Bulk Buys: Iron ore closes in on $US180 per tonne, coal hostage to uncertainty
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The price of iron ore for delivery to China has surged nearly $US7 per tonne in a week to $US172.25 per tonne ($223.50/tonne), a nine-year high.
Competitor iron ore from Brazil is trading at $US193.70 per tonne in the Chinese market and is about $US20 per tonne more than Australian ore, according to Metal Bulletin.
Iron ore futures traded on the Singapore Exchange remain at buoyant levels, with the February derivative contract trading at $US167.25 per tonne.
Analysts expect iron ore prices to trade around $US180 per tonne in the months ahead, given ongoing supply issues in Brazil and rising Chinese demand.
“With steel prices continuing to lift further through December, and steel inventories rising only modestly, it appears that strong steel sales will continue to be supportive of high iron ore prices at least into the first half of 2021,” Westpac bank commodity analyst Justin Smirk told the Australian Financial Review.
Chinese ports had 125 million tonnes of stockpiled iron ore last week, and port stocks have been above this level since October 2020, reported S&P Global Platts.
This stockpile volume sounds considerable, although at China’s current production rate for steel it would be consumed within a few days.
China’s steel industry is producing 200 million tonnes per week, or 1.1bn tonnes on an annualised basis, according to market experts.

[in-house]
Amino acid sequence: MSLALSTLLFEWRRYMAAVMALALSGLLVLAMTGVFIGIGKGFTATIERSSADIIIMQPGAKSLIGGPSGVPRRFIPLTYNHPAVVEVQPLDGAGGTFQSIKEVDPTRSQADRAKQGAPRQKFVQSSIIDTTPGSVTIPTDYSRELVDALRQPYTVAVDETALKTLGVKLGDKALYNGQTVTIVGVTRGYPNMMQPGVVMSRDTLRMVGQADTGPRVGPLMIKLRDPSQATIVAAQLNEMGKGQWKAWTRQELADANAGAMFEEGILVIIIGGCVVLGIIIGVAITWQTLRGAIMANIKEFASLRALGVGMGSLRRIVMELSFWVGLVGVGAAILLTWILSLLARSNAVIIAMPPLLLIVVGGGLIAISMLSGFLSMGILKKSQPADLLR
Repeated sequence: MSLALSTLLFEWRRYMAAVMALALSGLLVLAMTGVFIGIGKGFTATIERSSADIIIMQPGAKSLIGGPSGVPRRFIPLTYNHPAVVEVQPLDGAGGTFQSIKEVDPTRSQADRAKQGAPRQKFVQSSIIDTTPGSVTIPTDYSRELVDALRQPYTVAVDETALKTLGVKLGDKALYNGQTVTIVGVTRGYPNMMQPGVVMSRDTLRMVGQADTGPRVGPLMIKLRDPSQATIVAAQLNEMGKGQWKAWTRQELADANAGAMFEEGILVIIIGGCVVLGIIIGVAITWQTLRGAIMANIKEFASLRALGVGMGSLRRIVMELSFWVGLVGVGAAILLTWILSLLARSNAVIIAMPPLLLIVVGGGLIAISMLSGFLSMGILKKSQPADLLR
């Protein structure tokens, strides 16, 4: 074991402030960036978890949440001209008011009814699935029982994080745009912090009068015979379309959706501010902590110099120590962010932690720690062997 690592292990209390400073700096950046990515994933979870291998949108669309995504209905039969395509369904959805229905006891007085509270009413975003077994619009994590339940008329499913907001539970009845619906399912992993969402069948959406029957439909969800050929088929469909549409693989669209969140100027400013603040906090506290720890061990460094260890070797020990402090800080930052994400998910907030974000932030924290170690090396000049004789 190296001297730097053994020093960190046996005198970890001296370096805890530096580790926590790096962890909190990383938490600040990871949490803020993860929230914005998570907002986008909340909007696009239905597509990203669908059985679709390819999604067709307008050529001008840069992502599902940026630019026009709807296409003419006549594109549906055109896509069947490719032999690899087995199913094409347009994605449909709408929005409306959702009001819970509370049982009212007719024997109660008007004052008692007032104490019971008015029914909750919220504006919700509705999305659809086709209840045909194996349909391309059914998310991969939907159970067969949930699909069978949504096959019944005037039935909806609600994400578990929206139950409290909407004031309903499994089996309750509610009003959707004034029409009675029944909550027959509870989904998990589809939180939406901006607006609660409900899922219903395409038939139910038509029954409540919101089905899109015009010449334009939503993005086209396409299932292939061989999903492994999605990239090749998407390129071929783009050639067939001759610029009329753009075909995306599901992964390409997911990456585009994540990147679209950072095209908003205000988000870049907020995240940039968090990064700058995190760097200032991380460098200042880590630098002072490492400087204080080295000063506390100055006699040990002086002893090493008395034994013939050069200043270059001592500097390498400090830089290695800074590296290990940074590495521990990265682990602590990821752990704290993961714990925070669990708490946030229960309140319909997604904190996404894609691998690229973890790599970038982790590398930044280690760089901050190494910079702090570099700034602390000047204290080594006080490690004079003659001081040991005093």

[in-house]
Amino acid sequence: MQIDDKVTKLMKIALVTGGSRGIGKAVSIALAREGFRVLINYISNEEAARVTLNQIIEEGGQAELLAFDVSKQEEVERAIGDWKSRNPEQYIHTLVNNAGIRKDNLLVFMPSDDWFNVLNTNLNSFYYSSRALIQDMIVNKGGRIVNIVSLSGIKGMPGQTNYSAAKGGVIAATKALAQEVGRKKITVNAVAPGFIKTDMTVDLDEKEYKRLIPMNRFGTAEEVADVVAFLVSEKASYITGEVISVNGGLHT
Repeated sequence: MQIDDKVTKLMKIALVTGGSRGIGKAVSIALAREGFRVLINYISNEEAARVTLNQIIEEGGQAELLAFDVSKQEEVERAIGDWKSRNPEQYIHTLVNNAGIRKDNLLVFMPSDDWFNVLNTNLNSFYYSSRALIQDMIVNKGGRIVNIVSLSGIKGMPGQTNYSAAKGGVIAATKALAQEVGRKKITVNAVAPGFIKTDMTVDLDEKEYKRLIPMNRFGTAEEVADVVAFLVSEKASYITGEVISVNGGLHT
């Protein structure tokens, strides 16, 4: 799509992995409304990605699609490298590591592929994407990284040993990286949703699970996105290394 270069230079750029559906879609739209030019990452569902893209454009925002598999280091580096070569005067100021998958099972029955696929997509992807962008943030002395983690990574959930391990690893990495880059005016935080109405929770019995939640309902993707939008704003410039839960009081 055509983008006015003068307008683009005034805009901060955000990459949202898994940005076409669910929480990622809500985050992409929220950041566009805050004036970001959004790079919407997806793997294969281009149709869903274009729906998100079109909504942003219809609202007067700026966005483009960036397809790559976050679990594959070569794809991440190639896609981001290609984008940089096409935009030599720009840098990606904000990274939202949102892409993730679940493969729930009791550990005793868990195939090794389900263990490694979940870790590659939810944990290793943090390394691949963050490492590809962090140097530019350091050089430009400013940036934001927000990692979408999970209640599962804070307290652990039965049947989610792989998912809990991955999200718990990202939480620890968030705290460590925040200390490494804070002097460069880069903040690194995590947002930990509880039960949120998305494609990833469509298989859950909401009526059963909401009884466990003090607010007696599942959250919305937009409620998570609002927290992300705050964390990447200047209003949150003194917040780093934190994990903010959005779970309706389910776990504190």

One tonne of steel uses approximately 1.6 tonnes of iron ore, and therefore 125 million tonnes of iron ore would produce about 80 tonnes of steel.
Shipments of iron ore from Brazil have been trimmed by various operational issues, including two separate dam failures at different mine sites.
There are positive signs that the South American country’s output is recovering, and BHP (ASX:BHP) said in a Christmas notice it would restart production at the Germano and Ubu complexes operated by its Samarco unit in Brazil.
Samarco is a 50:50 joint venture with Vale and production at Germano and Ubu have been halted since 2015 after a dam broke at its Germano mine.
Brazilian miner Vale said in a recent market update its ore production would reach 330 million tonnes in 2021, after it came in at 310 million tonnes for 2020.
Norwegian investment bank Cleaves Securities is forecasting a rise of 24 million tonnes in Brazil’s iron ore exports this year, according to reports.
“We expect 360 million tonnes in 2021, up from 336 million tonnes in 2020,” Cleaves Securities chief analyst, Joakim Hannisdahl told Shipping Watch.
For Australia, export volumes for iron ore are forecast to increase by 22 million tonnes this year, said the bank.
Australian iron ore exports will increase to 899 million tonnes in 2021, up from 877 million tonnes in the 2020 year, Hannisdahl said.
This estimate for Australian iron ore exports may be on the conservative side, based on latest available data for WA shipping ports.
In the 2020 year, iron ore exports from the Pilbara in WA reached 874.2 million tonnes, the West Australian newspaper reported, quoting an anonymous ‘well-informed industry source’.
The 2020 export figure is up 3 per cent from 2019’s volume of 849 million tonnes, and has eclipsed 2018’s shipment record of 851 million tonnes.
The Pilbara shipping hub includes the ports of Cape Lambert, Dampier and Port Hedland for which the largest shippers of iron ore are BHP, Fortescue Metals Group (ASX:FMG), Rio Tinto (ASX:RIO) and Hancock Prospecting’s Roy Hill operation.